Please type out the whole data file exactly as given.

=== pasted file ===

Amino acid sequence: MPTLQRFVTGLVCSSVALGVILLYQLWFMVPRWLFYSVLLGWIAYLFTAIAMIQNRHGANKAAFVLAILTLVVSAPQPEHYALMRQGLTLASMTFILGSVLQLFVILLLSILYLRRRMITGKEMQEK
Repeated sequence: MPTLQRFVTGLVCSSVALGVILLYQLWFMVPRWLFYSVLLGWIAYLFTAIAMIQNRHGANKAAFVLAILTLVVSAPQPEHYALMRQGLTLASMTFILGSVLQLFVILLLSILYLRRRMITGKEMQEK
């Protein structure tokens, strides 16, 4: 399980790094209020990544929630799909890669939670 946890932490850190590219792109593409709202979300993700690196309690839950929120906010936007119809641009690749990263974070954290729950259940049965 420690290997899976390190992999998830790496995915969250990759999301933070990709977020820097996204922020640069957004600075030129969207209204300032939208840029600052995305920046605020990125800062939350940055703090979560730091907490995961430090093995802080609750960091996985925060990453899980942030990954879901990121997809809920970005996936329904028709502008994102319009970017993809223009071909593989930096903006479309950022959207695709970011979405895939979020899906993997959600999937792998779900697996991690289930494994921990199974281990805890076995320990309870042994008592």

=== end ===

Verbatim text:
Amino acid sequence: MPTLQRFVTGLVCSSVALGVILLYQLWFMVPRWLFYSVLLGWIAYLFTAIAMIQNRHGANKAAFVLAILTLVVSAPQPEHYALMRQGLTLASMTFILGSVLQLFVILLLSILYLRRRMITGKEMQEK
Repeated sequence: MPTLQRFVTGLVCSSVALGVILLYQLWFMVPRWLFYSVLLGWIAYLFTAIAMIQNRHGANKAAFVLAILTLVVSAPQPEHYALMRQGLTLASMTFILGSVLQLFVILLLSILYLRRRMITGKEMQEK
């Protein structure tokens, strides 16, 4: 399980790094209020990544929630799909890669939670 946890932490850190590219792109593409709202979300993700690196309690839950929120906010936007119809641009690749990263974070954290729950259940049965 420690290997899976390190992999998830790496995915969250990759999301933070990709977020820097996204922020640069957004600075030129969207209204300032939208840029600052995305920046605020990125800062939350940055703090979560730091907490995961430090093995802080609750960091996985925060990453899980942030990954879901990121997809809920970005996936329904028709502008994102319009970017993809223009071909593989930096903006479309950022959207695709970011979405895939979020899906993997959600999937792998779900697996991690289930494994921990199974281990805890076995320990309870042994008592």